Image courtesy Willie Faison
It may not feel like spring in Detroit just yet - snow flurried from gray skies just a week ago - but it's going to take a lot more than wacky weather to prevent the members of Beat the Train in Detroit (BTT) from enjoying the thing they've waited patiently for all winter: the beginning of their 2006 season.
Beat the who?
Started by Andy Staub - a mountain biker with a strong passion for Detroit - in 2005, BTT is a group of a individuals that meet up on Saturday mornings from April through October for medium-paced bikes rides throughout the city.
Designed as a combination training ride and historical tour, members gather weekly at 6 am at Fort Wayne in Detroit and embark a half-hour later on 20 to 30 mile trips in and around various parts of the city.
Oh, the places you'll go
Why in the world would anyone get up so early for a bike ride? For the enthusiastic Detroiters of BTT, reasons are plentiful.
For Dave Freeman, who began riding with the group last May, BTT rides are about fun and showing others the positives of Detroit.
Member-Dawn says she rides with BTT for a number of reasons, including one that's simple and honest:
"Biking makes me feel young and good," she says.
Along with that, Dawn enjoys seeing the city from the seat of her bike - or, in Staub's words, from a different vantage point.
"We...smell the tortillas cooking on Vernor, exchange morning greetings with the neighbors in the Cass corridor, ride up to the top of the parking structure of Motor City Casino, enjoy the 'art work' of Heidelberg street, wave to the midnight staff of the DMC," Dawn says.
Image courtesy Gloria Rocha
Mary Ryan, who learned about BTT while riding through Clark Park last year, has her own set of reasons; namely, the family-friendly environment and the encouragement she and other riders receive.
Ryan says doing something in the city that is unrelated to alcohol or bars is a welcome change from the norm, too.
"This city has so much more to offer than cocktails," she says.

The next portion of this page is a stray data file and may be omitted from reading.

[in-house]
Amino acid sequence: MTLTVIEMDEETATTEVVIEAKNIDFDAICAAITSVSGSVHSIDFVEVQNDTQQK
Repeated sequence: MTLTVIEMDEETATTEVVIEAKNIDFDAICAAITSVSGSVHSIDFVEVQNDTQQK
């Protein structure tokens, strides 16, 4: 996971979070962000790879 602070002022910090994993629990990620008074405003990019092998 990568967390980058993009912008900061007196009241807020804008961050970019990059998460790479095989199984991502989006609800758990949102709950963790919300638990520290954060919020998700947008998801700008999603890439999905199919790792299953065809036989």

"(The rides) are good exercise, great people and a fun way to see a beautiful city."
Image courtesy Willie Faison
Duane Hanson, who fell in love with BTT after viewing a few early-morning sunrises - a normal occurrence for weekly riders - agrees wholeheartedly with Ryan on the kid-friendly aspect.
Hanson, who has brought both his 6-year-old son and young daughter on the rides, says the "children-allowed" factor is positive for him because he gets to spend time with his family. He says it's great for the kids, as well.
"I believe this form of riding with the young ones gives them a view of safely riding in the street and obeying the rules of the road...I always point out why and what I am looking at (to my son) so he can develop the skills to ride solo in a couple of years with us." says Hanson.
Image courtesy Andy Staub
For founder Andy Staub, a big part of his own love for the group is that he gets to help other people.
"I try to encourage our riders to push their limits and set higher goals for themselves," he says.
Staub takes pride in the fact that many of the riders have overcome big roadblocks through the group.
And Staub, known to some members by the nickname "drill sergeant", is happy to offer his help. He says that sometimes all they need is "just the smallest push".
Equally important to Staub are that people get to know the real Detroit, the one members of BTT see on their weekly bike trips.
"This is something you can't (sic) get from your couch or...your front porch. You must get out and feel the streets. Experience the history and the majesty of our great city." Staub says.
Hard work = accomplishment
Along with working off some calories and learning more about the D, the members of BTT note that the weekly rides have lead to other positives in their lives, such as better time management, the ability to set realistic anachievablele goals, and the confidence to try new things.
One of the greatest examples of this belongs to Dawn, who joined the group thinking she couldn't keep up with "the big dogs", but proved herself wrong after she accomplished a major milestone last summer.
"Because of Beat the Train, I made a bike trip of 297 miles," Dawn says.
"Last year I would never have even attempted."
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Beat the Train